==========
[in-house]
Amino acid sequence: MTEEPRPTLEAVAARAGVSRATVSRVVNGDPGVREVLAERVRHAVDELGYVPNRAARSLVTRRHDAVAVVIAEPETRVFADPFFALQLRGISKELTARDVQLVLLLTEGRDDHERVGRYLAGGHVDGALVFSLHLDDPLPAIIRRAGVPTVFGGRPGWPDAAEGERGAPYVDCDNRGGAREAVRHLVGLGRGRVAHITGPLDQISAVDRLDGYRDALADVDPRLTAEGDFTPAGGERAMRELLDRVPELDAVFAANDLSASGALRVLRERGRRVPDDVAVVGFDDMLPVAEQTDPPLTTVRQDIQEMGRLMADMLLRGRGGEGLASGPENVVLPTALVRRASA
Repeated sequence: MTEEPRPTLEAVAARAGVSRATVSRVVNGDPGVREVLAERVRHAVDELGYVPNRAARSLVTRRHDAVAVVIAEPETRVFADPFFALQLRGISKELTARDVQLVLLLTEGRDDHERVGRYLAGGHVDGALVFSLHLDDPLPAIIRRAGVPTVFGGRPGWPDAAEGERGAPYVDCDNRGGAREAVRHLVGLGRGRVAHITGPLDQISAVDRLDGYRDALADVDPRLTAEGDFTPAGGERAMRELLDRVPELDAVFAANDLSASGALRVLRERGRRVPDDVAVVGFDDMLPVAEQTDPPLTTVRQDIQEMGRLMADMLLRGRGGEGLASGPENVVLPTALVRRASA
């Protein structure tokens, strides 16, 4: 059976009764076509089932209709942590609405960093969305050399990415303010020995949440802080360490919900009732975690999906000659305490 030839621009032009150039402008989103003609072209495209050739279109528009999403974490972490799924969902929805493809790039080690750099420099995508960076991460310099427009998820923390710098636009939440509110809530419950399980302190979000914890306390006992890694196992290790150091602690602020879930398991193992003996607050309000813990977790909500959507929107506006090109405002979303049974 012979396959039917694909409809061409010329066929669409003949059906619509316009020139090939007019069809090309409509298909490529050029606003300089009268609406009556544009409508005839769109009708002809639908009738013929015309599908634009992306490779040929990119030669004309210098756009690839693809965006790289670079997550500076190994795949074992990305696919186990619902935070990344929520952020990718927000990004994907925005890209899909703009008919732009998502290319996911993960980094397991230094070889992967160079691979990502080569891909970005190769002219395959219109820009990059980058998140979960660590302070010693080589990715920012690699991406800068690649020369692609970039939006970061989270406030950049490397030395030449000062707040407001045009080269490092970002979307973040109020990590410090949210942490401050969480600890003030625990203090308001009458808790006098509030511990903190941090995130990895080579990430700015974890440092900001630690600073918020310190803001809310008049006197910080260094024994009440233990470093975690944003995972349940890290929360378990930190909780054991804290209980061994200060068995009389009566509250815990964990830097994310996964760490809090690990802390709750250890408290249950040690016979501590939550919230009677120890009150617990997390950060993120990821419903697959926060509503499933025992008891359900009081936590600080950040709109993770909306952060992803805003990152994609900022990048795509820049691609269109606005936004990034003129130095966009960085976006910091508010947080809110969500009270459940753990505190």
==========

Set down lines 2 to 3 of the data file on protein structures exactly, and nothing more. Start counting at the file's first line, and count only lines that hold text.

Amino acid sequence: MTEEPRPTLEAVAARAGVSRATVSRVVNGDPGVREVLAERVRHAVDELGYVPNRAARSLVTRRHDAVAVVIAEPETRVFADPFFALQLRGISKELTARDVQLVLLLTEGRDDHERVGRYLAGGHVDGALVFSLHLDDPLPAIIRRAGVPTVFGGRPGWPDAAEGERGAPYVDCDNRGGAREAVRHLVGLGRGRVAHITGPLDQISAVDRLDGYRDALADVDPRLTAEGDFTPAGGERAMRELLDRVPELDAVFAANDLSASGALRVLRERGRRVPDDVAVVGFDDMLPVAEQTDPPLTTVRQDIQEMGRLMADMLLRGRGGEGLASGPENVVLPTALVRRASA
Repeated sequence: MTEEPRPTLEAVAARAGVSRATVSRVVNGDPGVREVLAERVRHAVDELGYVPNRAARSLVTRRHDAVAVVIAEPETRVFADPFFALQLRGISKELTARDVQLVLLLTEGRDDHERVGRYLAGGHVDGALVFSLHLDDPLPAIIRRAGVPTVFGGRPGWPDAAEGERGAPYVDCDNRGGAREAVRHLVGLGRGRVAHITGPLDQISAVDRLDGYRDALADVDPRLTAEGDFTPAGGERAMRELLDRVPELDAVFAANDLSASGALRVLRERGRRVPDDVAVVGFDDMLPVAEQTDPPLTTVRQDIQEMGRLMADMLLRGRGGEGLASGPENVVLPTALVRRASA